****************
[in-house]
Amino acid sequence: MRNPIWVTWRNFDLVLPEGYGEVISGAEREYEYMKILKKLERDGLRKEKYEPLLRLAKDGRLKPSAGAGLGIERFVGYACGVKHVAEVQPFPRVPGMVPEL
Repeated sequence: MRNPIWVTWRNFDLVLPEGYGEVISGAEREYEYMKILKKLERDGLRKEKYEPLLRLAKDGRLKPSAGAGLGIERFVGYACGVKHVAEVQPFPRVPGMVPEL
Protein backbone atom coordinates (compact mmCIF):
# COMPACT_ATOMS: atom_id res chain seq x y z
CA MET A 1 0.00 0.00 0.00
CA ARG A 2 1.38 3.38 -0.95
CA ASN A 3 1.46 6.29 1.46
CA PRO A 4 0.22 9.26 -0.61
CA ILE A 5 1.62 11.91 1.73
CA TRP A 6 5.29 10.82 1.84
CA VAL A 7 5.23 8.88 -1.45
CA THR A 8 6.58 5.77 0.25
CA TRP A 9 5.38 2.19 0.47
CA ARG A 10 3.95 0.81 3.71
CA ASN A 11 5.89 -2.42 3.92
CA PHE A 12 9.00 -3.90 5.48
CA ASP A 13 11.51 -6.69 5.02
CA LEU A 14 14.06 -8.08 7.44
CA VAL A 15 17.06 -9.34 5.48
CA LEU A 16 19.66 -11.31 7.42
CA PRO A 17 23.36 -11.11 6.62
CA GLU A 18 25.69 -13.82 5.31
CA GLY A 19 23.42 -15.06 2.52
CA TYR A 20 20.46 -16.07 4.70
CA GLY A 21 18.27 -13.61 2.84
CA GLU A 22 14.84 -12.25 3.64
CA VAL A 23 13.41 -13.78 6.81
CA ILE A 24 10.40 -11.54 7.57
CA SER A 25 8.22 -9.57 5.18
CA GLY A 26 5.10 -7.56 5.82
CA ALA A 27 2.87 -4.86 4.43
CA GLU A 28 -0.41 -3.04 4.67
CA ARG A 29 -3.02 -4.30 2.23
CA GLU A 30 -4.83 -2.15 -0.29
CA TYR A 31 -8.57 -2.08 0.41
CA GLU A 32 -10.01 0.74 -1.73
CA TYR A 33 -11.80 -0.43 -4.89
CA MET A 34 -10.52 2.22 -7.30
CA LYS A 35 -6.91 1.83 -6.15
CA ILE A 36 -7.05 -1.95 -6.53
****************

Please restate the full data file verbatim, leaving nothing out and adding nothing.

[in-house]
Amino acid sequence: MRNPIWVTWRNFDLVLPEGYGEVISGAEREYEYMKILKKLERDGLRKEKYEPLLRLAKDGRLKPSAGAGLGIERFVGYACGVKHVAEVQPFPRVPGMVPEL
Repeated sequence: MRNPIWVTWRNFDLVLPEGYGEVISGAEREYEYMKILKKLERDGLRKEKYEPLLRLAKDGRLKPSAGAGLGIERFVGYACGVKHVAEVQPFPRVPGMVPEL
Protein backbone atom coordinates (compact mmCIF):
# COMPACT_ATOMS: atom_id res chain seq x y z
CA MET A 1 0.00 0.00 0.00
CA ARG A 2 1.38 3.38 -0.95
CA ASN A 3 1.46 6.29 1.46
CA PRO A 4 0.22 9.26 -0.61
CA ILE A 5 1.62 11.91 1.73
CA TRP A 6 5.29 10.82 1.84
CA VAL A 7 5.23 8.88 -1.45
CA THR A 8 6.58 5.77 0.25
CA TRP A 9 5.38 2.19 0.47
CA ARG A 10 3.95 0.81 3.71
CA ASN A 11 5.89 -2.42 3.92
CA PHE A 12 9.00 -3.90 5.48
CA ASP A 13 11.51 -6.69 5.02
CA LEU A 14 14.06 -8.08 7.44
CA VAL A 15 17.06 -9.34 5.48
CA LEU A 16 19.66 -11.31 7.42
CA PRO A 17 23.36 -11.11 6.62
CA GLU A 18 25.69 -13.82 5.31
CA GLY A 19 23.42 -15.06 2.52
CA TYR A 20 20.46 -16.07 4.70
CA GLY A 21 18.27 -13.61 2.84
CA GLU A 22 14.84 -12.25 3.64
CA VAL A 23 13.41 -13.78 6.81
CA ILE A 24 10.40 -11.54 7.57
CA SER A 25 8.22 -9.57 5.18
CA GLY A 26 5.10 -7.56 5.82
CA ALA A 27 2.87 -4.86 4.43
CA GLU A 28 -0.41 -3.04 4.67
CA ARG A 29 -3.02 -4.30 2.23
CA GLU A 30 -4.83 -2.15 -0.29
CA TYR A 31 -8.57 -2.08 0.41
CA GLU A 32 -10.01 0.74 -1.73
CA TYR A 33 -11.80 -0.43 -4.89
CA MET A 34 -10.52 2.22 -7.30
CA LYS A 35 -6.91 1.83 -6.15
CA ILE A 36 -7.05 -1.95 -6.53